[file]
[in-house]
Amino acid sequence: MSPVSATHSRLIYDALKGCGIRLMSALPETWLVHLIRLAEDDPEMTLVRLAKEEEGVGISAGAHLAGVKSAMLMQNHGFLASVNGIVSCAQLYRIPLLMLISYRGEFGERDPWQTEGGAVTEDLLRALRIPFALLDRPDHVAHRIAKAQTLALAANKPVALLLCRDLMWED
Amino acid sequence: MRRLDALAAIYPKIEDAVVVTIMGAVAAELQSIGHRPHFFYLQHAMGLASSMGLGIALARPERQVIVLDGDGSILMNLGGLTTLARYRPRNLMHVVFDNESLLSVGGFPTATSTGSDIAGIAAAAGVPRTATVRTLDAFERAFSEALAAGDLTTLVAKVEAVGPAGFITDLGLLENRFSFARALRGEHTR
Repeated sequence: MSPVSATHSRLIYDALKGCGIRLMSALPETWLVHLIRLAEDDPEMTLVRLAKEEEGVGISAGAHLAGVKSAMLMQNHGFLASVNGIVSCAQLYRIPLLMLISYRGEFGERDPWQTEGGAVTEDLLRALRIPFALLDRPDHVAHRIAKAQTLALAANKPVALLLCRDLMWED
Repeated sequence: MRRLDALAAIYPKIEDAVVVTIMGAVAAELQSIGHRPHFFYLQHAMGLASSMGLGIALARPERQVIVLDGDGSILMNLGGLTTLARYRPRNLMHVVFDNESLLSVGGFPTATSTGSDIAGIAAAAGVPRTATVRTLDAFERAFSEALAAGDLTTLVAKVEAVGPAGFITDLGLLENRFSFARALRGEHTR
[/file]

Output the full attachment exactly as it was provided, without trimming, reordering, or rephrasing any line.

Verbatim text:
[in-house]
Amino acid sequence: MSPVSATHSRLIYDALKGCGIRLMSALPETWLVHLIRLAEDDPEMTLVRLAKEEEGVGISAGAHLAGVKSAMLMQNHGFLASVNGIVSCAQLYRIPLLMLISYRGEFGERDPWQTEGGAVTEDLLRALRIPFALLDRPDHVAHRIAKAQTLALAANKPVALLLCRDLMWED
Amino acid sequence: MRRLDALAAIYPKIEDAVVVTIMGAVAAELQSIGHRPHFFYLQHAMGLASSMGLGIALARPERQVIVLDGDGSILMNLGGLTTLARYRPRNLMHVVFDNESLLSVGGFPTATSTGSDIAGIAAAAGVPRTATVRTLDAFERAFSEALAAGDLTTLVAKVEAVGPAGFITDLGLLENRFSFARALRGEHTR
Repeated sequence: MSPVSATHSRLIYDALKGCGIRLMSALPETWLVHLIRLAEDDPEMTLVRLAKEEEGVGISAGAHLAGVKSAMLMQNHGFLASVNGIVSCAQLYRIPLLMLISYRGEFGERDPWQTEGGAVTEDLLRALRIPFALLDRPDHVAHRIAKAQTLALAANKPVALLLCRDLMWED
Repeated sequence: MRRLDALAAIYPKIEDAVVVTIMGAVAAELQSIGHRPHFFYLQHAMGLASSMGLGIALARPERQVIVLDGDGSILMNLGGLTTLARYRPRNLMHVVFDNESLLSVGGFPTATSTGSDIAGIAAAAGVPRTATVRTLDAFERAFSEALAAGDLTTLVAKVEAVGPAGFITDLGLLENRFSFARALRGEHTR